Given these two conditions, Jews in America have not abandoned the need, or desire, for a Jewish identity or “survival”; in fact, ironically, the notion of survival has arguably become an American Jewish obsession, as we can see by the collective Jewish hand-wringing that followed the 2013 Pew Poll. That is to say, survival becomes the primary concern, and even a dogma, of a collective void of any positive raison d’etre. As Neusner writes:
The major issues within Judaism seem mostly to emerge from the debates of half a century ago, and the major concerns of the Jews retain the obsolete qualities of the siege-mentality. Both focus on the question of survival, and within the debates on Judaism the court of final appeal is frequently not truth or reality but the given notion for preservation of the faith. … And for the average [American] Jew, the chief Jewish issue is phrased in wholly ethnic terms: whether children marry Jews is more important than whether they build Jewish homes, whether people live in Jewish neighborhoods matters more than whether the neighborhood in which they do live are places of dignity and commonplace justice. … Thus the sociological issues of Jewish life as well as theological ones deal less with the content of Jewish teaching and Jewish living than its form, more with “survival” than the spiritual prosperity of the Jew and Judaism. … I wonder whether Jewish history can provide an example of a Jewish community more ethnocentric, and less religiously concerned, than our own [emphasis added].
The visceral obsession of many American Jews with Jewish survival is one consequence of assimilation. But it is also arguably an inevitable byproduct of assimilation. The American Jewish obsession with “survival” (see the Pew Poll and its aftermath) is thus a secular obsession. Religious Jews arguably rely on the covenantal notion of nezah Yisrael (the “Eternity of Israel”) as part of the divine promise. Assimilation succeeds in emptying the content needed for survival but not the desire for difference, and thus the pure desire for survival is an exercise in assimilation. In such a case, the aspiration toward survival becomes a purely ethnic drive, but the content that traditionally generated that desire, justified it, and also offered the necessary means toward achieving it, in Neusner’s estimation, has all but vanished: “One may well suspect, therefore, that the reasons American Jews who are actively engaged in Jewish community affairs lay such heavy emphasis on Jewish ethnicism is that they have left little other than a visceral ethnic consciousness (and a diminishing one at that)” [emphasis added].
For Neusner, psychologically, American Jews need new content to drive their empty desire for survival as a distinct community in a world where they have largely abandoned the content of survival but not the desire to survive. And yet, the bargain Jews made to assimilate and subsequently become as successful as they have comes with a price, and the price is precisely what Neusner claims contemporary Jew are paying: the loss of a content-driven sense of identity to bolster the desire for ethnic survival. Here is where the “Holocaust,” or more accurately the myth of “Holocaust-Israel,” enters the American Jewish psyche. By the “Holocaust” Neusner does not refer not to the events themselves (here he is not functioning as a historian of the Holocaust) but the mythic construction of the “Holocaust” in America. He strongly resists the argument of “uniqueness” as regards the Holocaust, not from a theological or even historical perspective, but from a psychological one.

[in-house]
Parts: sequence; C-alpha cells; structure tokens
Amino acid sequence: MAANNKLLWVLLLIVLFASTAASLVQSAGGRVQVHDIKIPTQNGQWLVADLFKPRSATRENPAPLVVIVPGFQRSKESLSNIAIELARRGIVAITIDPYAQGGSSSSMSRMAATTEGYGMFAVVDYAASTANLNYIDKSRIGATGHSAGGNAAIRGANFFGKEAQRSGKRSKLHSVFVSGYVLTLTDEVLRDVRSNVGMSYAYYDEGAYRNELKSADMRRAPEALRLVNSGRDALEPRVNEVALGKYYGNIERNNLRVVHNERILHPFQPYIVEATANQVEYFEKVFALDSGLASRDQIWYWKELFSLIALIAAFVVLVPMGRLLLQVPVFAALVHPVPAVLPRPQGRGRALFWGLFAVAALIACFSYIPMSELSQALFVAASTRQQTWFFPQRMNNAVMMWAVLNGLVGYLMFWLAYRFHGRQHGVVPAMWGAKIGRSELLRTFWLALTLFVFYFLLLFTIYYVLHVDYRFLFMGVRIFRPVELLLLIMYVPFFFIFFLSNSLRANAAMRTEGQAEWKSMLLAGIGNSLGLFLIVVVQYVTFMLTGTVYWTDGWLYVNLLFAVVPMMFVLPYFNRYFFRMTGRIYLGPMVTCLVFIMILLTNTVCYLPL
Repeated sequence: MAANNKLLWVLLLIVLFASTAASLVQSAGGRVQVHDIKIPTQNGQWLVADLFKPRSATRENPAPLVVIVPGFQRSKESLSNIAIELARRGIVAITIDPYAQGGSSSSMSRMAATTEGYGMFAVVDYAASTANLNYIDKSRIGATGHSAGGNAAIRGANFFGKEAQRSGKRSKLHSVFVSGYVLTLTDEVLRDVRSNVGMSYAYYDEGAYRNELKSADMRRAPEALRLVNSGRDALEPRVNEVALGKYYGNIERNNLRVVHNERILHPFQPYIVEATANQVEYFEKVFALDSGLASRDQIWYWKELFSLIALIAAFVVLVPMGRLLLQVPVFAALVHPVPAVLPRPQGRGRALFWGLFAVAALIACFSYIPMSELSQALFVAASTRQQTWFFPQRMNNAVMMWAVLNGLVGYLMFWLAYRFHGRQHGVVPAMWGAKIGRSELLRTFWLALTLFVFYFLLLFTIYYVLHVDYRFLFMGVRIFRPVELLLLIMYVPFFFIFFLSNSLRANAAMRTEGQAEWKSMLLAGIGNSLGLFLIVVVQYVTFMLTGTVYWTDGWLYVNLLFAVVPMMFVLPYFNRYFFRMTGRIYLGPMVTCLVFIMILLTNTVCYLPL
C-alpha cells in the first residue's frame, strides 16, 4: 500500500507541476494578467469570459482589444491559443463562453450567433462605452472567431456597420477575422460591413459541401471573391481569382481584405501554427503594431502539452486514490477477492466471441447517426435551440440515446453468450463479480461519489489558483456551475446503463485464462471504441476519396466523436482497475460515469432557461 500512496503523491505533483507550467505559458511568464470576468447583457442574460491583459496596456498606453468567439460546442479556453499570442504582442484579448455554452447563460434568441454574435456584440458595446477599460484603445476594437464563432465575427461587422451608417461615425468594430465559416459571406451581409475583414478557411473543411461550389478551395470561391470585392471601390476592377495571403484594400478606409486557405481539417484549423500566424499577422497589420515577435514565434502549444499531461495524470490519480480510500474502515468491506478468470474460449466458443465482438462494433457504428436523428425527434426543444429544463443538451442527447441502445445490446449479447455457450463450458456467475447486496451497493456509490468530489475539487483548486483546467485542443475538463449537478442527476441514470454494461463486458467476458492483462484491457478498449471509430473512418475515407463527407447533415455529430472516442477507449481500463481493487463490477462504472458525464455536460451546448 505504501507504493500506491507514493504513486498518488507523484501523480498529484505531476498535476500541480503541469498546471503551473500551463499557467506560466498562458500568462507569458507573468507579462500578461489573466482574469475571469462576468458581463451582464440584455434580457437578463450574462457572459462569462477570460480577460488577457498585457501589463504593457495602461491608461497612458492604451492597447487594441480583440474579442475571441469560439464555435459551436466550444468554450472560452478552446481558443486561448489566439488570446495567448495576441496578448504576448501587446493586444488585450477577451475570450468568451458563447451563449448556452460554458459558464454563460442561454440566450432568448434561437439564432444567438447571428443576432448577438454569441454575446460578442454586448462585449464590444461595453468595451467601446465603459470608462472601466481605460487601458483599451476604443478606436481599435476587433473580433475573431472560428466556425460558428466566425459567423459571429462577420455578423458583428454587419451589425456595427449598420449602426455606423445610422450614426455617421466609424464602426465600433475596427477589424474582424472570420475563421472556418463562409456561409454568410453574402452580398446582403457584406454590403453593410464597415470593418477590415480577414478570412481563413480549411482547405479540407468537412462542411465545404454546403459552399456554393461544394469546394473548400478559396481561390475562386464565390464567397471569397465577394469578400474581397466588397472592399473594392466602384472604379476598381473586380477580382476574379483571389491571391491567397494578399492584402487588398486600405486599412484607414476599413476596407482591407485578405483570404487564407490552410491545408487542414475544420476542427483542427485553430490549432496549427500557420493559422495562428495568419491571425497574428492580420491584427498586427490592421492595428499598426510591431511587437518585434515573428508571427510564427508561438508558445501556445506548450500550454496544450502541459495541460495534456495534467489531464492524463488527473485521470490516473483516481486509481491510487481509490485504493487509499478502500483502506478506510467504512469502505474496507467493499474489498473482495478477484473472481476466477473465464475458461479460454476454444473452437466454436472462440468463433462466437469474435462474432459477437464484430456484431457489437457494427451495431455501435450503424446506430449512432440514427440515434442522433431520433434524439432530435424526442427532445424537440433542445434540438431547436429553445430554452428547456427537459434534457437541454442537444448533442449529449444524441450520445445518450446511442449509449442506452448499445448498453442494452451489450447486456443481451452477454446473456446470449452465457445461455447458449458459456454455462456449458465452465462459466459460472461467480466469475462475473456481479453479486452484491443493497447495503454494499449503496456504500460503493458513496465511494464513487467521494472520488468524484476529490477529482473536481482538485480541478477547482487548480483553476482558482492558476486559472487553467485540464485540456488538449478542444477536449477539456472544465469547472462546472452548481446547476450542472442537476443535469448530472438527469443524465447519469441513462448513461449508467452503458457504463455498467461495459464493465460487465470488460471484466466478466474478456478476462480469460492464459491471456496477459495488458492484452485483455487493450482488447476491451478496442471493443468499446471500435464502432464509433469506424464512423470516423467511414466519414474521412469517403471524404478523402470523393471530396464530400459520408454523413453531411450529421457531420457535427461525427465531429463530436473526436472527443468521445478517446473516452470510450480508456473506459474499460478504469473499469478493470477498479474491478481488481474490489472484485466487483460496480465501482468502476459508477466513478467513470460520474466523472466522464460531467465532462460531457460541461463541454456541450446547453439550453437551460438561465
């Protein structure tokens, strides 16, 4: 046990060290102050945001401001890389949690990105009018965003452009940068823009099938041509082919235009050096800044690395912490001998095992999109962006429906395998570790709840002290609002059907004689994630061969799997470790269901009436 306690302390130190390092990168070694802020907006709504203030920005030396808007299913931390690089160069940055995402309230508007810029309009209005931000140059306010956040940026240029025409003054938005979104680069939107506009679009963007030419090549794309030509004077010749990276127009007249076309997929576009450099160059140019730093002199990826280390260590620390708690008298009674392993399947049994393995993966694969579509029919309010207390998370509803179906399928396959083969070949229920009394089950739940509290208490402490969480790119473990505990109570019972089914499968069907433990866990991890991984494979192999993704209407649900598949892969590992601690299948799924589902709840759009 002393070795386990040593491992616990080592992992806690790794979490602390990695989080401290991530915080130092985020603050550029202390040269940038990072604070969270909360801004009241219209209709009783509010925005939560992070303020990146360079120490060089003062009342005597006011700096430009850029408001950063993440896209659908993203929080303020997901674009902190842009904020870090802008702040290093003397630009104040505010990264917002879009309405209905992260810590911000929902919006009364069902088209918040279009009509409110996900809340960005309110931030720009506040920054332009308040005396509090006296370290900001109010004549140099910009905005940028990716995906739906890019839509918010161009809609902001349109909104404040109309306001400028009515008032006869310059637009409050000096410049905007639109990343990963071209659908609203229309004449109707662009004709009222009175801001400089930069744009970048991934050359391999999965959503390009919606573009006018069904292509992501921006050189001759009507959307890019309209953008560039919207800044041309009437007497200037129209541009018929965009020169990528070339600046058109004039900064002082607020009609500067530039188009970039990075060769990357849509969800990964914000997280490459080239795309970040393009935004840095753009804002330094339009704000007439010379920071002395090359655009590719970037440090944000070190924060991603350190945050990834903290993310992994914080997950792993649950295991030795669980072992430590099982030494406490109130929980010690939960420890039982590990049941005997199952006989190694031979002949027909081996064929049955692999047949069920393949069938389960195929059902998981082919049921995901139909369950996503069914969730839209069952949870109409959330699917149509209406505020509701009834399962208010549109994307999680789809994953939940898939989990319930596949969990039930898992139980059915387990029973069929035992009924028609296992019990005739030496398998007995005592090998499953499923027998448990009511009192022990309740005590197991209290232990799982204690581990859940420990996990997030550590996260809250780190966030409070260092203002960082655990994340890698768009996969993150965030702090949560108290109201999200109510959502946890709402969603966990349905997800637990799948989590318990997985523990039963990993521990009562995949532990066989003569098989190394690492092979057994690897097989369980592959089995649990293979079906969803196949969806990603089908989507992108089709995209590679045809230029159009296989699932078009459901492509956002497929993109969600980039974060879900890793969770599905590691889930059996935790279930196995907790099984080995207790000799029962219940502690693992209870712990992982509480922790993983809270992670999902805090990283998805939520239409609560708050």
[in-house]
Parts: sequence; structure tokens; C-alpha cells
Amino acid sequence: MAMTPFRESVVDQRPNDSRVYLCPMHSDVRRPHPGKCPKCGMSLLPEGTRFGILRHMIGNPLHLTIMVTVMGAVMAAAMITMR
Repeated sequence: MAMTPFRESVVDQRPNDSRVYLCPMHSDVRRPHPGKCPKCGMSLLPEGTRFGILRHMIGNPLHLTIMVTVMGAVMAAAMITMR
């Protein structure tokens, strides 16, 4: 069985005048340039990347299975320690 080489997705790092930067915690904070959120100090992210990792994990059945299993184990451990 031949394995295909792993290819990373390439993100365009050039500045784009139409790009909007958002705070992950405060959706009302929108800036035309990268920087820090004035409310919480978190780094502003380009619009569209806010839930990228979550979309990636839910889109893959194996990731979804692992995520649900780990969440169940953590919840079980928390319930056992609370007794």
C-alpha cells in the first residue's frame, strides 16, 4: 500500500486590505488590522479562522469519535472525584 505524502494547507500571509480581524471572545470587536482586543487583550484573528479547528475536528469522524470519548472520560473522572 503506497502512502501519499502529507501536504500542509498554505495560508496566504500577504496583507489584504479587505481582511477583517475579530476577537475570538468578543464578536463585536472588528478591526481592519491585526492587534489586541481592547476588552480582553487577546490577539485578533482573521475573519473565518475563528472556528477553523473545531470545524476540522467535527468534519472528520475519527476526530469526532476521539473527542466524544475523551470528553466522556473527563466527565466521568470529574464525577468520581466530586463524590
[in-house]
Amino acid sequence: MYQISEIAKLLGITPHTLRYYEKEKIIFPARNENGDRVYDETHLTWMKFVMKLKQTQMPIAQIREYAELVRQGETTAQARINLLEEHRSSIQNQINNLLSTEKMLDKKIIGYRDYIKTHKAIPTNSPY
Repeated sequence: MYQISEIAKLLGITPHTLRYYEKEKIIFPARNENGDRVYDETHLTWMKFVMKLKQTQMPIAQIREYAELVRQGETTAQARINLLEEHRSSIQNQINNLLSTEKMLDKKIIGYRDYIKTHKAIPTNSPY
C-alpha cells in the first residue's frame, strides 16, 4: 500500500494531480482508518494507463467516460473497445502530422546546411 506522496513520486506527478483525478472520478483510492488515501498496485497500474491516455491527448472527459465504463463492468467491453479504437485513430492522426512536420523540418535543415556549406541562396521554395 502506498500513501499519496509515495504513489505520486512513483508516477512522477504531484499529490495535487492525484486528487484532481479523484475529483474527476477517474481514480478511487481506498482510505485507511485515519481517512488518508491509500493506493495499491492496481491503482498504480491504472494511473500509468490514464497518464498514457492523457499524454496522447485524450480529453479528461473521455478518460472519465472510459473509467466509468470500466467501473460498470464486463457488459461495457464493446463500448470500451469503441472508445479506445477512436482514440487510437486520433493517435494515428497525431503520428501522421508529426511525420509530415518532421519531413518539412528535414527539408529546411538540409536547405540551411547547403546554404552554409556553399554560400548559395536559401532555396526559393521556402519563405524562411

For Neusner it is not that the Holocaust objectively stands outside any covenantal framework. Rather, it is that the process of secularization has made that framework inoperative and thus unable to absorb an event of such magnitude. And it is the need for the Holocaust to fill the vacuum of a Judaism void of content and not its unique status that drives the American Jewish obsession. In some sense the Holocaust takes on religious meaning because there is no religious meaning to supplant it.
Here I think Neusner’s position might come close to Yeshayahu Leibowitz’s provocative claim that the Holocaust has no religious meaning for Jews whatsoever: “The Holocaust of our generation is religiously meaningless. The Holocaust belonged to the course of the world, it merely exemplified the lot of the helpless who fall prey to the wicked.” For Neusner, the Holocaust can have religious meaning but only as a part of the covenantal experience of the Jews more generally, not as a sui generis event that becomes a religion in and of itself. As evidence of this claim, it is arguably the case that the more “religious” a Jewish community is, the less the Holocaust plays a central role in its expression of identity.
The Holocaust for Neusner becomes an example of negative election that has its own exceptionalist consequences. Sociologist John Murray Cuddihy argues that divine election in a secularized form becomes an “ideology of Jewish moralism.” Jews see themselves as different and what happens historically (not theologically) to them as “different.” Ismar Schorsch, borrowing from Cuddihy, called this use of the Holocaust “a distasteful secular version of chosenness.” As a result, to the extent to which it does play a role in the religious lives of many American Jews, it does so as a foundational event and not part of a larger complex narrative.